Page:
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Happy Chinese New Year !
January 11, 2012 6:05 PM   Subscribe

Chinese New Year - how/when/who when saying 'Happy New Year'. If you are not Chinese at all (that's me) and you live somewhere that's not very Chinese (that's New Zealand) what's the polite thing to do regarding Chinese New Year with people who are ethnically Chinese ?

In my work I come across a couple of people who are ethnically Chinese .

Is it OK to say 'Happy New Year' (in English), or some other English phrase, at some point after the Chinese New Year (which I believe is 23rd January this year) ? Is saying it before the date OK ?

I feel like saying this in, eg, Cantonese would be better but then they may be, eg, Mandarin speakers ? Is there some Chinese language phrase which would be better and which traverses most Chinese languages (seems unlikely but I thought I'd ask).

For how long after the date is it is reasonable to say this ?

If you're a relatively casual work acquaintaince (as opposed to family / friends) would it be considered too forward to do this ?
posted by southof40 to Society & Culture (15 answers total)
 
I have a pile of Chinese friends and acquaintances, and generally they're always pretty thrilled when someone even remembers it's Chinese New Year.

"Hey, isn't it close to Chinese New Year?"
"Yeah, next week!"
"Well then, happy new year!"
"Thanks!"

Then you fist bump or high five or whatever is socially appropriate in your circles.
posted by phunniemee at 6:08 PM on January 11, 2012 [2 favorites]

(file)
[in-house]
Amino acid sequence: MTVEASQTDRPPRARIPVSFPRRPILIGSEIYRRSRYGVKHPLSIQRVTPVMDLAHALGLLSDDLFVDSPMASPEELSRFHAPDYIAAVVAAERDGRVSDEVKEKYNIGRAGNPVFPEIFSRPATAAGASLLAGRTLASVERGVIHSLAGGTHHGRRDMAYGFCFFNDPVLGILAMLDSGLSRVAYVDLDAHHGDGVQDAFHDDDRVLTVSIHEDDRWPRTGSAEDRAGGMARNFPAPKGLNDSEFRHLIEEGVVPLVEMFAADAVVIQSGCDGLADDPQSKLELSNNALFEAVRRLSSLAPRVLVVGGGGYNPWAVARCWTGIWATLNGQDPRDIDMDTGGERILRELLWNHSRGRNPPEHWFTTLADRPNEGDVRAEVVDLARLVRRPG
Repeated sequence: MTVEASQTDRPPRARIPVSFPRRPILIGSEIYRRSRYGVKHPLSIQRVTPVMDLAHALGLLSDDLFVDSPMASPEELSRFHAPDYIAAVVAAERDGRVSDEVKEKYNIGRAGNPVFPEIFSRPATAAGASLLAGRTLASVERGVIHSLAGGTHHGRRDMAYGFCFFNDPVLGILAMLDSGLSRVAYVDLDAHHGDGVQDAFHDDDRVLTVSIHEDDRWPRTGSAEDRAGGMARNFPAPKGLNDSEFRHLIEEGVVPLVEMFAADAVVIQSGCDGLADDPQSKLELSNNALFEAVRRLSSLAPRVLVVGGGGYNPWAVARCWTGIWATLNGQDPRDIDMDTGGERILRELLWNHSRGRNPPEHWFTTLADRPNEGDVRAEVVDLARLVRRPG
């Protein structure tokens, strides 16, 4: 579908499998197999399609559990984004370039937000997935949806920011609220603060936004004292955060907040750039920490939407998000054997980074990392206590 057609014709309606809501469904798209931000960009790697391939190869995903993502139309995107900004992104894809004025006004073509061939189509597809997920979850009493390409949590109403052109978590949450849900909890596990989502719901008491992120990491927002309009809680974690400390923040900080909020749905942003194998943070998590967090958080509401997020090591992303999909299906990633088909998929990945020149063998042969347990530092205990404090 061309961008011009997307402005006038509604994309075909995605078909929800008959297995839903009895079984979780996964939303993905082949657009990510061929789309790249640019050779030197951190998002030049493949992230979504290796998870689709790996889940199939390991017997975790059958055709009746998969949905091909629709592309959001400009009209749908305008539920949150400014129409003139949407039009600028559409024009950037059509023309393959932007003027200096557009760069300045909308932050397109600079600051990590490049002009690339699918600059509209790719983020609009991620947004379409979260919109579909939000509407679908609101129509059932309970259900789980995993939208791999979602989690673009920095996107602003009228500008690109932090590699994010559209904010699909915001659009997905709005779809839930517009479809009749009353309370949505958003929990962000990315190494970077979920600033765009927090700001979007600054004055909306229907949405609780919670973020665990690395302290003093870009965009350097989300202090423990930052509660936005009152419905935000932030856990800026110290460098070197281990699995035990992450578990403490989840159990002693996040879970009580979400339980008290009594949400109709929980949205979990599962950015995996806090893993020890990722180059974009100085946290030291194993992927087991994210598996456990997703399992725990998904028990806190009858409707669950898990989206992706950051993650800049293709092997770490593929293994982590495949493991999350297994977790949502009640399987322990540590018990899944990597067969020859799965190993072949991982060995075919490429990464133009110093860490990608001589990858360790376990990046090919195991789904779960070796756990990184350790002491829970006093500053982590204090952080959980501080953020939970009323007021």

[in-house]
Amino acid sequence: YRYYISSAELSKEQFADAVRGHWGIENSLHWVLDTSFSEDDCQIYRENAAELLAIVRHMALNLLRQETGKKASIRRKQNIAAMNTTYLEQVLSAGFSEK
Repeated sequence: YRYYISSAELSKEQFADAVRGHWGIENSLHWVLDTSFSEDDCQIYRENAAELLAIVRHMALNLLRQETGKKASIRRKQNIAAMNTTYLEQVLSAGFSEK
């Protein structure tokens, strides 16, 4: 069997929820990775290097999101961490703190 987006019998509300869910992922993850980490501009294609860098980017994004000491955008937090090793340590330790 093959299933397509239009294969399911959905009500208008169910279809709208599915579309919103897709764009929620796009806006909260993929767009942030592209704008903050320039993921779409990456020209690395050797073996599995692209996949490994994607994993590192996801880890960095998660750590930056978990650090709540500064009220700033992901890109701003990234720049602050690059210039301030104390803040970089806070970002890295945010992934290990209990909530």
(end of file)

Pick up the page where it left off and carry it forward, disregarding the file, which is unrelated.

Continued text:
shee ling kwy ler
posted by mattoxic at 6:19 PM on January 11, 2012


I'm a second-generation Mandarin speaker:

I think Happy New Year (English) is the most natural option, but say whatever floats your boat. Like phunniemee said, it's a happy holiday and it's the thought that counts.

Where I grew up (in the US), we were actually taught the Cantonese "gung hay fat choy" in elementary school (I'm not actually sure what the direct translation would be). The standard Mandarin phrase would be "xin nian kuai le", literally "New Year Happy" (which is why Happy New Year! in English will be more than accepted).

As far as timing goes, I think +/- 2 weeks is a pretty normal time frame to bring it up in conversation. For a casual work acquaintance, you might want to open with "Hey, do you celebrate Chinese New Year's?" or something along those lines. I might find it a little strange if a random acquaintance at work said "Happy New Year!" to me as I was walking down the hall - and now that I think about it, stranger still if they said it in Chinese. But not strange at all (and very welcomed) if it was part of some small talk (like phunnimee's example above).
posted by hot soup at 6:32 PM on January 11, 2012 [1 favorite]


I work with families from many asian countries, and while it may just be Seattle uber-correctness, we all happily celebrate lunar new year. FWIW.
posted by carterk at 6:40 PM on January 11, 2012 [2 favorites]